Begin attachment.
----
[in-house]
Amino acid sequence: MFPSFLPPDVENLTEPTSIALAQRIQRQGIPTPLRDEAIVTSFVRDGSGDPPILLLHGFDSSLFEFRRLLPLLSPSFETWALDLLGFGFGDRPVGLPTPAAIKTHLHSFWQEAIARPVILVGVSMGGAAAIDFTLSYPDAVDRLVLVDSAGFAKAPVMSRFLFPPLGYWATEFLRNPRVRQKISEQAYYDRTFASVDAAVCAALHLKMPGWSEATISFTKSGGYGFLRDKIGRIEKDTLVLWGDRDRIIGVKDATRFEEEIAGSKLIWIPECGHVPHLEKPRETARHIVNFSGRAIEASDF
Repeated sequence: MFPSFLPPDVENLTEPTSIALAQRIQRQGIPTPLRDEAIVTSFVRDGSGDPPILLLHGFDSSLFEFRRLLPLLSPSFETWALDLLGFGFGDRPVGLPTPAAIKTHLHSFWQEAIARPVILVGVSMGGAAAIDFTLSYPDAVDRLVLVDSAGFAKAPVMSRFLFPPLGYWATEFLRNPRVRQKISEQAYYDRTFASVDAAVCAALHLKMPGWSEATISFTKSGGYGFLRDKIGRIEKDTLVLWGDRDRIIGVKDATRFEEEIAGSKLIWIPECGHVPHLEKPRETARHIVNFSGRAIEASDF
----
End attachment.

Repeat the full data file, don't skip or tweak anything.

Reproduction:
[in-house]
Amino acid sequence: MFPSFLPPDVENLTEPTSIALAQRIQRQGIPTPLRDEAIVTSFVRDGSGDPPILLLHGFDSSLFEFRRLLPLLSPSFETWALDLLGFGFGDRPVGLPTPAAIKTHLHSFWQEAIARPVILVGVSMGGAAAIDFTLSYPDAVDRLVLVDSAGFAKAPVMSRFLFPPLGYWATEFLRNPRVRQKISEQAYYDRTFASVDAAVCAALHLKMPGWSEATISFTKSGGYGFLRDKIGRIEKDTLVLWGDRDRIIGVKDATRFEEEIAGSKLIWIPECGHVPHLEKPRETARHIVNFSGRAIEASDF
Repeated sequence: MFPSFLPPDVENLTEPTSIALAQRIQRQGIPTPLRDEAIVTSFVRDGSGDPPILLLHGFDSSLFEFRRLLPLLSPSFETWALDLLGFGFGDRPVGLPTPAAIKTHLHSFWQEAIARPVILVGVSMGGAAAIDFTLSYPDAVDRLVLVDSAGFAKAPVMSRFLFPPLGYWATEFLRNPRVRQKISEQAYYDRTFASVDAAVCAALHLKMPGWSEATISFTKSGGYGFLRDKIGRIEKDTLVLWGDRDRIIGVKDATRFEEEIAGSKLIWIPECGHVPHLEKPRETARHIVNFSGRAIEASDF